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Most academics and practitioners with whom the author has discussed the result in Skilling v. United States believe that it is a sensible decision. That is, the Supreme Court did the best it could to limit the reach of 18 U.S.C. § 1346, which all nine justices apparently believed—correctly—was, on its face, unconstitutionally vague. Congress responded quickly and with little consideration with the supremely under-defined § 1346. In the over twenty years since the statute's enactment, the Courts of Appeals have been unable to come up with any unified limiting principles to contain its reach. The Skilling Court, evidently reluctant to again throw the matter back to Congress given that institution's previous default, and not satisfied with the Courts of Appeals' efforts, was determined to come up with its own "narrowing interpretation." Thus, the majority deemed it appropriate to rewrite the statute to cover what it concluded was the "core" of the criminality the prosecutors had addressed in bringing § 1346 cases-bribery and kickbacks. The Court comes up with narrowing constructions to avoid constitutional difficulties in many statutory interpretation cases, the argument goes, and this construction is one that many in the academic and practice communities believe is reasonable.

The author’s quibble with this consensus lies in her conviction that what the Court did in Skilling is as patently unconstitutional as § 1346—and that its foray into legislation is not of only academic concern. It clearly accepted Congress' delegation of law-making authority and essentially promulgated a new statute out of the "dog's breakfast" that was pre-Skilling § 1346. Some would argue that this is a good thing from a practical, if not an orthodox separation-of-powers, point of view. The author focuses on Professor Dan M. Kahan's long-standing arguments in this regard. Kahan favors administrative specification of the content of arguably vague criminal prohibitions, but he believes that if one has to choose between judicial gap-filling and congressional action, the former is preferable to the latter. Kahan has argued that the Court ought to come clean and simply acknowledge that it has long been engaged in interstitial lawmaking because Congress has declined to legislate with any specificity and "[a] criminal code at least partially specified by courts is both less costly and more effective than is a code fully specified by Congress." The author disagrees with Kahan’s conclusion about the viability and attractiveness of this delegation of authority to federal courts to fill in the blanks in otherwise underspecified statutory schemes. The honest-services fraud theory, which culminated in Skilling, presents a wonderful example of how criminal law ought not be made, whether viewed from an institutional, societal, or individual standpoint.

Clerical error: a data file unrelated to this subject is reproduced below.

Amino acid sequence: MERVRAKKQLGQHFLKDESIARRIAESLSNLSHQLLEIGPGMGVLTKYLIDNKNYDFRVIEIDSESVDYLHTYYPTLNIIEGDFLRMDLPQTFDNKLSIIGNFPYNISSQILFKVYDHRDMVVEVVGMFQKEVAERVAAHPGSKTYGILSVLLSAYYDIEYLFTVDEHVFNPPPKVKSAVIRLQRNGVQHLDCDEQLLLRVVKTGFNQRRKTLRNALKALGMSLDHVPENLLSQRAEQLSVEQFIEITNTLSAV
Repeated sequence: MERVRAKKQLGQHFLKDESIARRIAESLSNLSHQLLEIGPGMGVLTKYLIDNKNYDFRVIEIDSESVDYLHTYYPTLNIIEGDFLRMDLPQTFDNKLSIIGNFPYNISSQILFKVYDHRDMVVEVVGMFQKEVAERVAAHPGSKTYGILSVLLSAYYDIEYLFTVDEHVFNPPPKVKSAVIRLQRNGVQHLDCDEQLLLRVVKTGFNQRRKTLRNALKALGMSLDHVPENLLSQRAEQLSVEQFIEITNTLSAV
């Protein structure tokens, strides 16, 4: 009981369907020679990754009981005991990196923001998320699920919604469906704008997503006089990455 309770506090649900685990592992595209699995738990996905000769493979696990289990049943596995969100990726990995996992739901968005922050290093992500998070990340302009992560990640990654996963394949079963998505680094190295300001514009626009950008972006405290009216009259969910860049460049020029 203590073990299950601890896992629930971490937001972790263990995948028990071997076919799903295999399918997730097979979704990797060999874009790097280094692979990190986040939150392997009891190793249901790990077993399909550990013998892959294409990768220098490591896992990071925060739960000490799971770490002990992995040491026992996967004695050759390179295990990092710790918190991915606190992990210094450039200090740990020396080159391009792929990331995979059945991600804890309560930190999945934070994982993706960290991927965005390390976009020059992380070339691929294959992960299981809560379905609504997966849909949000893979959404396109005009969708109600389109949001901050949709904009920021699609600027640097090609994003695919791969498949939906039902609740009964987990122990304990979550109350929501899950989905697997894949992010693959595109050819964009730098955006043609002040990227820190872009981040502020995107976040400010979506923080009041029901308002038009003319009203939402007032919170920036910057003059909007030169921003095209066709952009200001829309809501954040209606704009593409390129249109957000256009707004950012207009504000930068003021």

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39 Fordham Urb. L.J. 343-360 (2011)